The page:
The Tyranny of “Still”
Happy Ten Years, Oliver Bennett

Stupid After Lunch

Anyone who knows me well or, more particularly, talks with me in the afternoon or evening knows that my conversation then is peppered with such phrases as, “Oh, what is that word?” or “Well, I don't recall the name right now; maybe it will come to me later” or “Never mind, I forgot where I was going with this train of thought.”

It has been thus for so long now that I warn people: “We shouldn't try to do anything that takes brain power after about 2PM because by that time of day, I get stupid.”

It's not an excuse. It's true that I am much smarter in the morning and get more stupid as the clock hands pass noon.

This is a large impediment to accomplishing the work that matters to me: this blog and the Villages development that alone more than fill eight hours of every day.

In addition, my physical strength and energy wane at about the same pace so each day is a scramble to get everything done (blog and Villages work, the daily exercise program, shopping, bill paying, cooking, cleaning - you get the idea, pretty much anything other than lying about as a slug) before 3PM or so.

The difference in my capabilities between morning and afternoon/evening is so pronounced, it is almost like I am two different people. Now, science has provided me with a possible explanation.

"'Time of day really does matter when testing older adults,' says lead author John Anderson. 'This age group is more focused and better able to ignore distraction in the morning than in the afternoon.'

“He and his colleagues note that their study provides the strongest evidence yet that there are measurable differences throughout the day in brain function for older adults.”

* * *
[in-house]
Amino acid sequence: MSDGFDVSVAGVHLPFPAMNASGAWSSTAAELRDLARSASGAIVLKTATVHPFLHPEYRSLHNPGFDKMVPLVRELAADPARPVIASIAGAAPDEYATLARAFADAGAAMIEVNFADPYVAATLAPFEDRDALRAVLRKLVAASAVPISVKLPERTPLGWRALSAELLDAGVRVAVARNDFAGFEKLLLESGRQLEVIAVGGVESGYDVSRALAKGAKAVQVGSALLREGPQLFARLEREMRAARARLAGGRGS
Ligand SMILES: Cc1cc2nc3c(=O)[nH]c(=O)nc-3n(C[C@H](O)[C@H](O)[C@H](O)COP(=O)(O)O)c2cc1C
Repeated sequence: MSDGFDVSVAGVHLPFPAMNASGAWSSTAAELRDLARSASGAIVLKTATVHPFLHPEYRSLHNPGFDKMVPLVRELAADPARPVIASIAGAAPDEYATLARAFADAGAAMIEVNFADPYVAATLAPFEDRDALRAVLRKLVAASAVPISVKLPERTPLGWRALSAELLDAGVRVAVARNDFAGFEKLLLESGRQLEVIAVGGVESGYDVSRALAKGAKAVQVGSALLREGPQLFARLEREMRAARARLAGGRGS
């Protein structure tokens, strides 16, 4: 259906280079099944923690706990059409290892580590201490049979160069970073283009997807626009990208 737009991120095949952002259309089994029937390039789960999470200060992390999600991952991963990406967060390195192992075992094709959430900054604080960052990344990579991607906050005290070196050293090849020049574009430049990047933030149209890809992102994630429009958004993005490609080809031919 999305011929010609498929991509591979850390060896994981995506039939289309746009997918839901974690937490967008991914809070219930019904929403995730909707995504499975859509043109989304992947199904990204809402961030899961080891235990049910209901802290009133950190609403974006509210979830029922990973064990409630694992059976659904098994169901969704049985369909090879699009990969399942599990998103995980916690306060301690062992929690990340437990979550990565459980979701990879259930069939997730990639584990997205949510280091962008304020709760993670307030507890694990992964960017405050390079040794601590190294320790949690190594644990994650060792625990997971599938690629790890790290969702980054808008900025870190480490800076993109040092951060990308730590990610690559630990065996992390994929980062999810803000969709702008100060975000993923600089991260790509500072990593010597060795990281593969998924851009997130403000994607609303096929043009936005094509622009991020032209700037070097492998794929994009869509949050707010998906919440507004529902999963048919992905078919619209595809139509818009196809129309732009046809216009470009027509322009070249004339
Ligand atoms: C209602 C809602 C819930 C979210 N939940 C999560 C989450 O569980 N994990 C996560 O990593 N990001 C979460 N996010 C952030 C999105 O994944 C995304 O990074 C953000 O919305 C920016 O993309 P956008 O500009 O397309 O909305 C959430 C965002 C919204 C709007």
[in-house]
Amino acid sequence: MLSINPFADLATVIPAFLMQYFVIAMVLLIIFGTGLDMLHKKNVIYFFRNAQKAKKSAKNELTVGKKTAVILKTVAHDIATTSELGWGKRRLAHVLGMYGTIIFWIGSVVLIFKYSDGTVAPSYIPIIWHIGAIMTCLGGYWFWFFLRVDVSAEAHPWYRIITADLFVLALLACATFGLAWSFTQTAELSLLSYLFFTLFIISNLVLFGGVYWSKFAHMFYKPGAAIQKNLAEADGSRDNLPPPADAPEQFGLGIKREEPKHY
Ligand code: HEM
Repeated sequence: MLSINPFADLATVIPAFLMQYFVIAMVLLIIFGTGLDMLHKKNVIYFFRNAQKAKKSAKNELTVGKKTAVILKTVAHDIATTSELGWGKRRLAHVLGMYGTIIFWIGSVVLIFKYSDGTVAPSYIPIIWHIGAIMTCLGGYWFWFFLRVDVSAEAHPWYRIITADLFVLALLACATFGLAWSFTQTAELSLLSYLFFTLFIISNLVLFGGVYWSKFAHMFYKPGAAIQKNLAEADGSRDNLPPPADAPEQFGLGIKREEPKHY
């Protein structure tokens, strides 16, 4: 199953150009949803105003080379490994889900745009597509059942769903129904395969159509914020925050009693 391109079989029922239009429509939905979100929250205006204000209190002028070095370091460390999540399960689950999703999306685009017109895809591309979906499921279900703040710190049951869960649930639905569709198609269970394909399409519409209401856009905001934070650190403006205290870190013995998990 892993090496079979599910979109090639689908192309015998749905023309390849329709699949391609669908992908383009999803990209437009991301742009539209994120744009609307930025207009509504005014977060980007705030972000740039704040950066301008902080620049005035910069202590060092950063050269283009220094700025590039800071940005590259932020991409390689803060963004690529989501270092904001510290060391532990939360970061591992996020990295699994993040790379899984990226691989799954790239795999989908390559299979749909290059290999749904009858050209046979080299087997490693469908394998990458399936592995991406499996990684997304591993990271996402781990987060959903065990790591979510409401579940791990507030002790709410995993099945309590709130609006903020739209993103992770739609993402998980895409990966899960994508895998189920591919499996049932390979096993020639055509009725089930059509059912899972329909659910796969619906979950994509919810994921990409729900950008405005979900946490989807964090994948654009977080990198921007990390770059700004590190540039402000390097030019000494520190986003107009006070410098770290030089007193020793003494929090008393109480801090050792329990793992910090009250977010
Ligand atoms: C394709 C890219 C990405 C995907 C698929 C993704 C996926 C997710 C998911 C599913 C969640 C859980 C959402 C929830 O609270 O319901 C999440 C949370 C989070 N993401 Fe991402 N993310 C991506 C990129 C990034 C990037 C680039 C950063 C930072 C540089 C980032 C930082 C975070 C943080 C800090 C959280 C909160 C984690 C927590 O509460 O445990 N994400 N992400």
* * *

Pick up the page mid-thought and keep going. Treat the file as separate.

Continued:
John Anderson and his colleagues at the Rotman Institute at Baycrest Health Sciences and the University of Toronto published their results in the journal, Psychology and Aging.

It's a small study so more work may be needed. Nevertheless, the differences between ages and time of day are clear.

The initial study involved 16 young adults between the ages of 19 and 30, plus 16 older adults between the ages of 60 and 82. Between 1PM and 5PM, each person was given a sequence memory test while irrelevant words and pictures appeared on a screen as their brains were scanned with fMRI:

”The older adults who were tested in the afternoon showed signs of 'idling,' the researchers say, which means they were showing activations in the default mode - a set of regions that are activated when a person is resting or thinking about nothing in general.

“This could indicate that the adults were having a hard time focusing, because when a person is fully aiming their attention at something, resting state activations are suppressed.

“[However,] the team found that when another group of 18 older adults was tested in the morning between 8:30 and 10:30 am, they performed significantly better.

“In detail, they focused on fewer distracting items than their peers who were tested in the afternoon, and they even closed the age difference gap in performance with the younger adults.”

It has been known for awhile that old brains are more easily distracted than young ones, that elders commonly have more trouble focusing. And increased forgetfulness in old age (without dementia) even has its own name – senior moments.

Except for my daily personal experience, this is the first I have found that the time discrepancy may be a natural phenomenon of aging. And of course, as the authors point out, these results have important consideration for all cognitive research in elders:

"[Dr. Lynn Hasher, senior author on the paper,] adds that ignoring time of day when testing older adults on certain tasks 'may create an inaccurate picture of age differences in brain function.'"

In my case, maybe I've always had an old person's brain; the afternoon decline has been a difficulty for most of my adult life. I was in my mid-30s when my boss joked one day to the rest of the staff, “If you need Ronni to do anything, you'd better ask her before 3PM.”

Although I had not paid attention before then, when she said it, I knew she was right. It seems always to have been so that my mind slows way down not long after lunch.

You an read more about the studies here and here.

At The Elder Storytelling Place today, Arlene Corwin: Word of Mouth